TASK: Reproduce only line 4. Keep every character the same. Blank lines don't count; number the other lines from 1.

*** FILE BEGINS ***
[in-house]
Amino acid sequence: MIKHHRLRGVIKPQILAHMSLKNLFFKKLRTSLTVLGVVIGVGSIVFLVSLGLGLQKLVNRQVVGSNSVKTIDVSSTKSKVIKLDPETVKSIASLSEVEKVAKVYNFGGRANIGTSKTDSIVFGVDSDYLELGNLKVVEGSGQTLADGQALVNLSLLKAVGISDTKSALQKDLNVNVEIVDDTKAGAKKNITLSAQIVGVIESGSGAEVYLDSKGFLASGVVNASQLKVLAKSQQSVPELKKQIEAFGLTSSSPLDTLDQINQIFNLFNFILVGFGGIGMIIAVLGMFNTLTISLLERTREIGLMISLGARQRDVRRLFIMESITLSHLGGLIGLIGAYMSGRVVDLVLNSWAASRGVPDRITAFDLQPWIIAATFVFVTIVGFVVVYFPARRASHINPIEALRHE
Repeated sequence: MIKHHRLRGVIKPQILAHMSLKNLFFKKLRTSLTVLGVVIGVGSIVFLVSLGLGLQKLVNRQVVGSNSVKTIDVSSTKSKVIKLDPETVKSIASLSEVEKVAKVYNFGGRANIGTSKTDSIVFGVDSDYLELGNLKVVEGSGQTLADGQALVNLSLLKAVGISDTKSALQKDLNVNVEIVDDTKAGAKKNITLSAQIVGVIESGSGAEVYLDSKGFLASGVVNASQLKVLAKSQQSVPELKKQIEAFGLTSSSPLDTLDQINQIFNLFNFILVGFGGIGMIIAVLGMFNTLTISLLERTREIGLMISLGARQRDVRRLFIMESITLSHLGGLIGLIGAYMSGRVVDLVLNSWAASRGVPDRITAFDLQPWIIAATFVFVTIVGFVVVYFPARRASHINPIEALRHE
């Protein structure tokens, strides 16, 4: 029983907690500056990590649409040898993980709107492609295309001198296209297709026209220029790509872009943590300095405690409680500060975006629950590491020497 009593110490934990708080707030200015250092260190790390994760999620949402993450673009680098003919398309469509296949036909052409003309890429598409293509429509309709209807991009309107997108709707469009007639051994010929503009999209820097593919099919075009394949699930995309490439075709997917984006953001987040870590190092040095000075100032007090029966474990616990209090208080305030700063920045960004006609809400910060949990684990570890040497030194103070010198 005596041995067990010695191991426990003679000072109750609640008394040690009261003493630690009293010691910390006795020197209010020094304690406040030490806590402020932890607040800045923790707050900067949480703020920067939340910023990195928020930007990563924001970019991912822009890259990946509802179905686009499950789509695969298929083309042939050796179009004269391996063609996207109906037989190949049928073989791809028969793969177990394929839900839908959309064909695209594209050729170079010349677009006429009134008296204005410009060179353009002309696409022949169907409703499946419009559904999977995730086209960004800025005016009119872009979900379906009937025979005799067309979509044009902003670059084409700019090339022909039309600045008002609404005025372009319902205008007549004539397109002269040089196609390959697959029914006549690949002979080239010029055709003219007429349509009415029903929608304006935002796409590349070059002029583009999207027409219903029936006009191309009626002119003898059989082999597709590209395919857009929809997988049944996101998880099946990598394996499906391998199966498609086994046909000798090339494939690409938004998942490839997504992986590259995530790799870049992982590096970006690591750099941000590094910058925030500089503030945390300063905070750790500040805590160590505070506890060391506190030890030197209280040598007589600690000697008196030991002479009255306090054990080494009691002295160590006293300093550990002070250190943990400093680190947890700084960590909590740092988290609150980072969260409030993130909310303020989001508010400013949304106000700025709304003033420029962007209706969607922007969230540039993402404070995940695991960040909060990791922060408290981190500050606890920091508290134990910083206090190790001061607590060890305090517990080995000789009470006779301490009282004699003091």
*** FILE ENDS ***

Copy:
């Protein structure tokens, strides 16, 4: 029983907690500056990590649409040898993980709107492609295309001198296209297709026209220029790509872009943590300095405690409680500060975006629950590491020497 009593110490934990708080707030200015250092260190790390994760999620949402993450673009680098003919398309469509296949036909052409003309890429598409293509429509309709209807991009309107997108709707469009007639051994010929503009999209820097593919099919075009394949699930995309490439075709997917984006953001987040870590190092040095000075100032007090029966474990616990209090208080305030700063920045960004006609809400910060949990684990570890040497030194103070010198 005596041995067990010695191991426990003679000072109750609640008394040690009261003493630690009293010691910390006795020197209010020094304690406040030490806590402020932890607040800045923790707050900067949480703020920067939340910023990195928020930007990563924001970019991912822009890259990946509802179905686009499950789509695969298929083309042939050796179009004269391996063609996207109906037989190949049928073989791809028969793969177990394929839900839908959309064909695209594209050729170079010349677009006429009134008296204005410009060179353009002309696409022949169907409703499946419009559904999977995730086209960004800025005016009119872009979900379906009937025979005799067309979509044009902003670059084409700019090339022909039309600045008002609404005025372009319902205008007549004539397109002269040089196609390959697959029914006549690949002979080239010029055709003219007429349509009415029903929608304006935002796409590349070059002029583009999207027409219903029936006009191309009626002119003898059989082999597709590209395919857009929809997988049944996101998880099946990598394996499906391998199966498609086994046909000798090339494939690409938004998942490839997504992986590259995530790799870049992982590096970006690591750099941000590094910058925030500089503030945390300063905070750790500040805590160590505070506890060391506190030890030197209280040598007589600690000697008196030991002479009255306090054990080494009691002295160590006293300093550990002070250190943990400093680190947890700084960590909590740092988290609150980072969260409030993130909310303020989001508010400013949304106000700025709304003033420029962007209706969607922007969230540039993402404070995940695991960040909060990791922060408290981190500050606890920091508290134990910083206090190790001061607590060890305090517990080995000789009470006779301490009282004699003091």